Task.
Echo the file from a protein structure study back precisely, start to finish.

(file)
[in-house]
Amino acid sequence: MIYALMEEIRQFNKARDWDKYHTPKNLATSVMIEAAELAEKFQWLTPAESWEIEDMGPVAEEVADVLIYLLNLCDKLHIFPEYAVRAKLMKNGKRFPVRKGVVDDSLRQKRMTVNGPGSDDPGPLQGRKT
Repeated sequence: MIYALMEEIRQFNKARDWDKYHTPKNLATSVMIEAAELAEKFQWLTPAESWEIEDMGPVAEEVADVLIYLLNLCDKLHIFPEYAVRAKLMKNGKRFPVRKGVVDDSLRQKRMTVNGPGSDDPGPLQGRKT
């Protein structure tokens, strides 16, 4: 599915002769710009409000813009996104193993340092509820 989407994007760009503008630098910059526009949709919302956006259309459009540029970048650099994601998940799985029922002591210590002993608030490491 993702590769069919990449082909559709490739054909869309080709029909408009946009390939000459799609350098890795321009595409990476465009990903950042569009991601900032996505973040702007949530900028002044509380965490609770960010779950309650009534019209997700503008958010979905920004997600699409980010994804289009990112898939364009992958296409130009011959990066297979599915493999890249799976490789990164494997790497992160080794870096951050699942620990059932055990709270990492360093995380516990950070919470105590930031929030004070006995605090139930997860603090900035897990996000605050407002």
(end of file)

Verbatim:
[in-house]
Amino acid sequence: MIYALMEEIRQFNKARDWDKYHTPKNLATSVMIEAAELAEKFQWLTPAESWEIEDMGPVAEEVADVLIYLLNLCDKLHIFPEYAVRAKLMKNGKRFPVRKGVVDDSLRQKRMTVNGPGSDDPGPLQGRKT
Repeated sequence: MIYALMEEIRQFNKARDWDKYHTPKNLATSVMIEAAELAEKFQWLTPAESWEIEDMGPVAEEVADVLIYLLNLCDKLHIFPEYAVRAKLMKNGKRFPVRKGVVDDSLRQKRMTVNGPGSDDPGPLQGRKT
């Protein structure tokens, strides 16, 4: 599915002769710009409000813009996104193993340092509820 989407994007760009503008630098910059526009949709919302956006259309459009540029970048650099994601998940799985029922002591210590002993608030490491 993702590769069919990449082909559709490739054909869309080709029909408009946009390939000459799609350098890795321009595409990476465009990903950042569009991601900032996505973040702007949530900028002044509380965490609770960010779950309650009534019209997700503008958010979905920004997600699409980010994804289009990112898939364009992958296409130009011959990066297979599915493999890249799976490789990164494997790497992160080794870096951050699942620990059932055990709270990492360093995380516990950070919470105590930031929030004070006995605090139930997860603090900035897990996000605050407002």